# Reducing allocations and run time

Hi,
I’m running a program and trying to speed it up. I don’t get the logic of views, or any other way to reduce the number of allocations. A simplified example is

``````aa = [4 3; 4 5]
bb = [1 2;6 3]
cc = zeros(2,2,2)
@time @views for n=1:2 for m=1:2
cc[:,n,m] = aa[n,:].*bb[:,m]
end end
``````

which gives

``````0.000057 seconds (36 allocations: 1.812 KiB)
``````

in a bigger example the number of allocations is much larger. How can views bring allocations to 0?

Thanks

You need to do the assignment in-place with .= because otherwise the block of memory resulting from the multiplication is allocated before it’s written to the specified range in your result array.

2 Likes

Not sure, if I use

``````cc[:,n,m] .=
``````

I get

``````0.000059 seconds (40 allocations: 1.812 KiB)
``````

Ok I assumed you were not running this at global scope, but it seems you are? Put your code in a function so that the types of all variables are known and constant.

This is one of the most common reasons for superfluous allocations and bad performance, if you reference variables that are just defined at the top level. You could always reassign their values if they are not marked const, so the compiled code will assume they can have any type. Putting stuff into functions, marking variables const or using let blocks are ways to mitigate this

3 Likes

An additional speed up by using also `@inbounds`

I had created a bad example, outside a function. This is a similar example where I put the code into a function

``````Tk=10
Tp=16
S=104
N=336
par1 = 2
mat1 = rand(Tk,S,4)
mat2 = rand(Tp,N,4)
mat3 = rand(S,N,4)
include("Untitled.jl")

function myfun(Tk,Tp,S,N,i,mat1,mat2,mat3,par1)
reset_timer!()

mat4 = mat3.^par1
y = zeros(Tk,Tp,S,N)

@timeit "mytime" for n=1:N for s in 1:S#@timeit "create indV"
y[:,:,s,n] = mat1[:,s,i]*mat2[:,n,i]'/mat4[s,n,i]

end end
print_timer()
return y
end

myfun(Tk,Tp,S,N,1,mat1,mat2,mat3,par1)
``````

The timer still gives

``````                          Time                   Allocations
──────────────────────   ───────────────────────
Tot / % measured:     40.4ms / 86.4%            148MiB / 70.5%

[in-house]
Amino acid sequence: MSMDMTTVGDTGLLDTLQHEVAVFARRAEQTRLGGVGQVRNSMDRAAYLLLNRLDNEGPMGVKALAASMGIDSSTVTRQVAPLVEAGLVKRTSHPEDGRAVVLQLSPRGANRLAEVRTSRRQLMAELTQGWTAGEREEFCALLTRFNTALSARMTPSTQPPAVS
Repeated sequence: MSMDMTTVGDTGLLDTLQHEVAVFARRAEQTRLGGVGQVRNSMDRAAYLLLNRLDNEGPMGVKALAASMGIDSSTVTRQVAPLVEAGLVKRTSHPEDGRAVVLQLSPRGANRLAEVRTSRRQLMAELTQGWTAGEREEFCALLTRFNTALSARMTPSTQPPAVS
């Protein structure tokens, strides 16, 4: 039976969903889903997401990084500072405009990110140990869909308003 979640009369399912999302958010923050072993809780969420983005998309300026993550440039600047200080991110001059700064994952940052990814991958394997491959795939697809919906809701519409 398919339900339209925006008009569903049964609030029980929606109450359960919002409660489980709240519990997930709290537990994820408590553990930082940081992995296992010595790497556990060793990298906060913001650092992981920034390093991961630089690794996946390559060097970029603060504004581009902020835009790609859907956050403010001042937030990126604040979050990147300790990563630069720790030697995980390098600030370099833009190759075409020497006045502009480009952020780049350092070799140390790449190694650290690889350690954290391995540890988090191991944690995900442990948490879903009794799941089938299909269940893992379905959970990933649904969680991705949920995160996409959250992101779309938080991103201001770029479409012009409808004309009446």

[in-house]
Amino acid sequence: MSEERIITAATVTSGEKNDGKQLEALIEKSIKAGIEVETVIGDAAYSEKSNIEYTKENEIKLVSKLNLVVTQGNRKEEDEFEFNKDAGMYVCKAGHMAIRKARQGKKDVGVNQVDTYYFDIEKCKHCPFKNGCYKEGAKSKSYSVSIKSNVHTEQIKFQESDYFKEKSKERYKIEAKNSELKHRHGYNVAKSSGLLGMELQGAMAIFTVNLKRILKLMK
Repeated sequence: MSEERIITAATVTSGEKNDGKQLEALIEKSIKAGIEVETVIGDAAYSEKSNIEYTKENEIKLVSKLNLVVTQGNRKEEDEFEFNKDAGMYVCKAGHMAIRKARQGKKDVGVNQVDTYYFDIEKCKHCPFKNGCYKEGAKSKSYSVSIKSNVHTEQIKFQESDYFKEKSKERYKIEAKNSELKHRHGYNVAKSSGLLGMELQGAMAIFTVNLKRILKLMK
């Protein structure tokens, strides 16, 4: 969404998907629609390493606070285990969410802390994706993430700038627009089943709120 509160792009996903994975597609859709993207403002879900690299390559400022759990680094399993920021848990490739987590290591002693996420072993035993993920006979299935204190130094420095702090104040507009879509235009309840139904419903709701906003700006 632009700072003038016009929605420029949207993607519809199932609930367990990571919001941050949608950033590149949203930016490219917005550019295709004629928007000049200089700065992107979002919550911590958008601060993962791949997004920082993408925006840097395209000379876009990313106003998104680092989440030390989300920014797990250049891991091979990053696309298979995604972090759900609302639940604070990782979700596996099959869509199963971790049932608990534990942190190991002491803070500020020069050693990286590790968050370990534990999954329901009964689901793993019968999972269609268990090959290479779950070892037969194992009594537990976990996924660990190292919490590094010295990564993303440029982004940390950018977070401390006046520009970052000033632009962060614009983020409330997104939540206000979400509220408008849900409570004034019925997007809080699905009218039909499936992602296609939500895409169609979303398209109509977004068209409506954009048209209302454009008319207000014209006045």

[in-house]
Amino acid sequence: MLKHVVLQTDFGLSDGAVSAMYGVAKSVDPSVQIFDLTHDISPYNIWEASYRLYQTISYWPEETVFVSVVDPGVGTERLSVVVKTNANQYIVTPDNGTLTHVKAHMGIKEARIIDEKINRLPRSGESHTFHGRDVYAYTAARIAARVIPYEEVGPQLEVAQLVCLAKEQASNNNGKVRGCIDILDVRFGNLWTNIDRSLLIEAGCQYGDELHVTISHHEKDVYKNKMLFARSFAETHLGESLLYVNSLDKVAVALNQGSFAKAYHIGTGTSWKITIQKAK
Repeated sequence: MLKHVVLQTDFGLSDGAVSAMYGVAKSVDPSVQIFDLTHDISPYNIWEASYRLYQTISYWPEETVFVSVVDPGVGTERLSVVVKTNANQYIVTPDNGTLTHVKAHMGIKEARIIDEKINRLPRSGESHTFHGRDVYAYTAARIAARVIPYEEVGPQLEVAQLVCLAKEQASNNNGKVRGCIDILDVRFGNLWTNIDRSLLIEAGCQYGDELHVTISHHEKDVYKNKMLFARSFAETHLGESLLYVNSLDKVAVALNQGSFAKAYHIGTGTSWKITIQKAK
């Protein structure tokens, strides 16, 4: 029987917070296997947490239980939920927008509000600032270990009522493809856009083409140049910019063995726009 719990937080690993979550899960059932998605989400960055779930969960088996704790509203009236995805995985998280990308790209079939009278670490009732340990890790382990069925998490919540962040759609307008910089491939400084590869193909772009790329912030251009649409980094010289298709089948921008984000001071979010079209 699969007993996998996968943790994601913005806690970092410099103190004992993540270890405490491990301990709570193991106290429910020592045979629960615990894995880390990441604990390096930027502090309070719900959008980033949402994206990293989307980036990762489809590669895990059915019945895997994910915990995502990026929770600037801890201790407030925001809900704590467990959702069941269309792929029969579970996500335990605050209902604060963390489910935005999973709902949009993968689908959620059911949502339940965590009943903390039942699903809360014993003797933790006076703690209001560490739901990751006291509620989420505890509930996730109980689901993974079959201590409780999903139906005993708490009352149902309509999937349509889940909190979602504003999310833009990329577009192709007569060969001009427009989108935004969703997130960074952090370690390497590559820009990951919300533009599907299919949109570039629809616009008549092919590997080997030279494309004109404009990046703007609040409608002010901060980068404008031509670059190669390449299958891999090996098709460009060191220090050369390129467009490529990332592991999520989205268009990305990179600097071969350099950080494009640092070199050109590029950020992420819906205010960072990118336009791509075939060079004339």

Section   ncalls     time   %tot     avg     alloc   %tot      avg
──────────────────────────────────────────────────────────────────
mytime         1   34.9ms   100%  34.9ms    105MiB  100%    105MiB
``````

with and without .=

I guess a more general question is how to generate 0 allocations (or close to) in this example.

Now you’re not using views it seems. Also your example seems to differ a bit in that you’re not doing broadcasted multiplication anymore but some sort of matrix multiplication, which will allocate unless you use preexisting memory for the result. I think that’s what mul! does but I’m not much of a linalg person. Basically think about whether your expressions create intermediary arrays. If yes, try to write those results into already existing memory with mutating functions or the previously mentioned broadcasted assignment. In your example you’re creating copies with your indexing syntax, then multiplying and dividing and therefore creating a bunch of intermediary arrays.

1 Like

1. provide an actual minimal working example. Your code does not run (clearly, because of the “Untitled.jl” file).

2. Put these two lines outside the function and pass the matrices as parameters as well in the tests. Thes lines obviously allocate, and it will be better to have them outside the tests:

1. I am not sure what `@timeit` actually does (have not seen it here before). The most usual package for benchmarking is `BenchmarkTools`, and you could use `@btime` on the call to `myfun` with the new `y` and `mat4` parameters, to work on those allocations.
1 Like

It’s not identical, but a MWE with 3 options:

``````using BenchmarkTools, LinearAlgebra, Random

function myfun!(y, mat1, mat2, iCase)
Tk, S = size(mat1);
Tp, N = size(mat2);

if iCase == 1
yPart = zeros(Tk, Tp);
end
@inbounds @views for n=1:N
for s in 1:S
if iCase == 1
mul!(yPart, mat1[:,s], mat2[:,n]');
y[:,:,s,n] .= yPart;
elseif iCase == 2
y[:,:,s,n] .= mat1[:,s]*mat2[:,n]';
elseif iCase == 3
for i1 = 1 : Tk
for i2 = 1 : Tp
y[i1,i2,s,n] = mat1[i1,s]*mat2[i2,n];
end
end
end
end
end
return nothing
end

function bmark(iCase)
rng = MersenneTwister(123)
Tk=10
Tp=16
S=104
N=336
mat1 = rand(rng, Tk,S)
mat2 = rand(rng, Tp,N)
y = zeros(Tk,Tp,S,N)
b = @benchmarkable myfun!(\$y, \$mat1, \$mat2, \$iCase);
run(b)
end
``````

Unrolling the matrix multiplication avoids allocations and wins in terms of speed. But `mul!` helps some.

``````julia> bmark(1)
BenchmarkTools.Trial:
memory estimate:  1.33 KiB
allocs estimate:  1
--------------
minimum time:     8.877 ms (0.00% GC)
median time:      9.118 ms (0.00% GC)
mean time:        9.320 ms (0.00% GC)
maximum time:     13.458 ms (0.00% GC)
--------------
samples:          537
evals/sample:     1

julia> bmark(2)
BenchmarkTools.Trial:
memory estimate:  45.32 MiB
allocs estimate:  34945
--------------
minimum time:     11.003 ms (0.00% GC)
median time:      12.034 ms (0.00% GC)
mean time:        18.336 ms (32.68% GC)
maximum time:     76.342 ms (84.29% GC)
--------------
samples:          273
evals/sample:     1

julia> bmark(3)
BenchmarkTools.Trial:
memory estimate:  0 bytes
allocs estimate:  0
--------------
minimum time:     3.754 ms (0.00% GC)
median time:      4.003 ms (0.00% GC)
mean time:        4.180 ms (0.00% GC)
maximum time:     11.018 ms (0.00% GC)
--------------
samples:          1196
evals/sample:     1
``````

I’m sure there must be a function that implements `A B'` without allocating, but I don’t know what it is.

1 Like